Castillo's work partners exaggerated abstract
faces and bodies with scenes of island life. She draws market
scenes, porch gatherings, dancing women. It is a still history
splashed with the colors of the Caribbean and a style that is
uniquely her own. "I wish more island people would step
up and tell their stories- through art or in their own way because
islanders are very timid about their feelings," said Castillo.
The people in her paintings and sketches are mostly fictional,
but the themes are sown with her own experiences as a young
female artist growing up on Roatan. As she tells of her career
as an artist, her own story emerges. "There's a lot more
to me than just a brush in my hand," smiles Castillo. She
is a mother, a sister, a seamstress, an artist. Virginia Castillo
is a storyteller. /Read More/
as her art reflects her island influences, Virginia Castillo
is a mirror of her own creations: energetic, colorful and full
is a known local artist, his paintings sometime sell before
they are even finished and he has created more murals on Roatan
then he can count. He appreciates the beauty of the environment
and expresses it in his paintings. "It's just something
I have inside, so I just carry it along with me and just keep
doing it," says Dennis. "My mission of art is to make
people appreciate things around them." Dennis' goal is
to make them slow down and think. Acrylic and oil painting are
Dennis' specialties. He says that more important than the media
is the quality and brightness of colors. Yet brightness of life
past is often toned down by a patina of memory the women
working in his painted fields wear brownish and grayish dresses.
The jungle greens contain hues of yellow, like a faded Technicolor
film. The figures are simplistic, but studied and full of detail.
There is a simple drumbeat to his rhythm of arranging his canvas.
There is even a touch of Paul Gauguin in his tropical village
scenes and bright green palm trees. But Dennis' affiliation
is closer to home and he admires Marcus Guillen, another Island
painter. The world Dennis Luma creates is filled with wild animals,
colorful flowers and Garifuna and Creole people doing ordinary
things Less and less ordinary as time passes. Dennis is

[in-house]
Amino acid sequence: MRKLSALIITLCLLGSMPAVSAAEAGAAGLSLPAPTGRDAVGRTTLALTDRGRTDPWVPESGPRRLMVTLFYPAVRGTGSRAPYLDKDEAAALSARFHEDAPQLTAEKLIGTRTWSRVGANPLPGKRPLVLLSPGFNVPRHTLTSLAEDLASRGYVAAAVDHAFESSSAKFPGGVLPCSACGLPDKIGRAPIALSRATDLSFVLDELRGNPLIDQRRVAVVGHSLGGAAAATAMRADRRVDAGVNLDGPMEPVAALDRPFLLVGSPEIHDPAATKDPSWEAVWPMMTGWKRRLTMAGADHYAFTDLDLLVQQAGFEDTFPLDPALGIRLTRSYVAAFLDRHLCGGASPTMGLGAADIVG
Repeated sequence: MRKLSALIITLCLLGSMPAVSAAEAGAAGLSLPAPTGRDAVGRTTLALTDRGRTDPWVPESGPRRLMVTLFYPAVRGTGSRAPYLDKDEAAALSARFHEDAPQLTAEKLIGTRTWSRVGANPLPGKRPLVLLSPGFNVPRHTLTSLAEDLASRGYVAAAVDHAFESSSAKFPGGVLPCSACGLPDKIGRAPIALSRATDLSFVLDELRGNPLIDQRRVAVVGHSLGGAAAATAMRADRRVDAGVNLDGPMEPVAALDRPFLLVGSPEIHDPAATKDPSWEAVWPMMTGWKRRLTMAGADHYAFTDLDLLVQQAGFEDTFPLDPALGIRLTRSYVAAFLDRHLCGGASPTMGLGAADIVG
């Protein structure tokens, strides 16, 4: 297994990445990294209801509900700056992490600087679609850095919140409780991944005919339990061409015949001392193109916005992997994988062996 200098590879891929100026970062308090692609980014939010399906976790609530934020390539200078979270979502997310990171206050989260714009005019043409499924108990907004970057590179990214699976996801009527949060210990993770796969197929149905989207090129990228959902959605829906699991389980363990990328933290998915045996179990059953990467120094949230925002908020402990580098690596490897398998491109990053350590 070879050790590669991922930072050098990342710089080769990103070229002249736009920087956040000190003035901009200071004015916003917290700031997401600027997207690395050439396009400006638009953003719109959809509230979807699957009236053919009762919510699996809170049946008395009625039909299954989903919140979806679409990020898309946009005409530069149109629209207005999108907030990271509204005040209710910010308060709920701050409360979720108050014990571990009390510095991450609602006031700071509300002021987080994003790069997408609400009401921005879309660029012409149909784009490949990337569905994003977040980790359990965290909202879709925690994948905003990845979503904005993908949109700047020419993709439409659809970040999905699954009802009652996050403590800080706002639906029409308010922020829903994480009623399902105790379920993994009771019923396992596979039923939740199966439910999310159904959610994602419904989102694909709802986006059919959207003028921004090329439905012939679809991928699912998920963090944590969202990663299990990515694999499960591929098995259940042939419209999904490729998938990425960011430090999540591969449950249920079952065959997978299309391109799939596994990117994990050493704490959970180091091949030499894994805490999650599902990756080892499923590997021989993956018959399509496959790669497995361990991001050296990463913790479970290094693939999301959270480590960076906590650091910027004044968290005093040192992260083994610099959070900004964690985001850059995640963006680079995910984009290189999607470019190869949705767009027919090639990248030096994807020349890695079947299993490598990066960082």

nostalgic about the times of living in tight communities. "It
shows how beautiful it used to be: No fences, no TV, no robbing,"
he says. As everything changes and people forget, Dennis Luma
is there to remind them.
Luma' was born in Tela 30 years ago. He spent the first part
of his life in Belize and came to Roatan in 1992. He lives in
a small, blue, wooden house a stone's throw from Sandy Bay's
beach. His studio is his garden: an umbrella of an old oak tree.
Dennis works in the afternoons as the light becomes softer and
air cools down with sea breathe. Dennis
Luma is a first person in his family to have any contact or
passion for art and that surprises him. Dennis was drawing ever
since he could remember. When he picked his first paint brush
at the age of ten he "already knew what (he) was going
to do with (his) life."
Kordovsky Sub-Aqua Art
resin and multiple layers of floating objects re-create the
environment Gunter struggled for many years to re-create.
Before his resin period, Gunter tried several other techniques
and mediums: oil paintings, coral sculpting, wood carvings.
He had an exposition in Tegucigalpa; his art hangs at the
US embassy in Tegucigalpa and another piece is owned by former
Honduran President Flores.
Some wood canvasses that Gunter currently uses for his resin
creations have washed up on the beaches - paddles; others
are hardwood trays that he meticulously fills with aqua colored
One can find entire aquariums in his work. Fishes are sometimes
painted in, sometimes painted then cut out and laid in into
the ½" to 2" layer of transparent resin.
There are crab shells, miniature coral, shells, wood branches
and an endless variety of reef and open ocean fishes."
It's an eco-friendly art," Gunter says.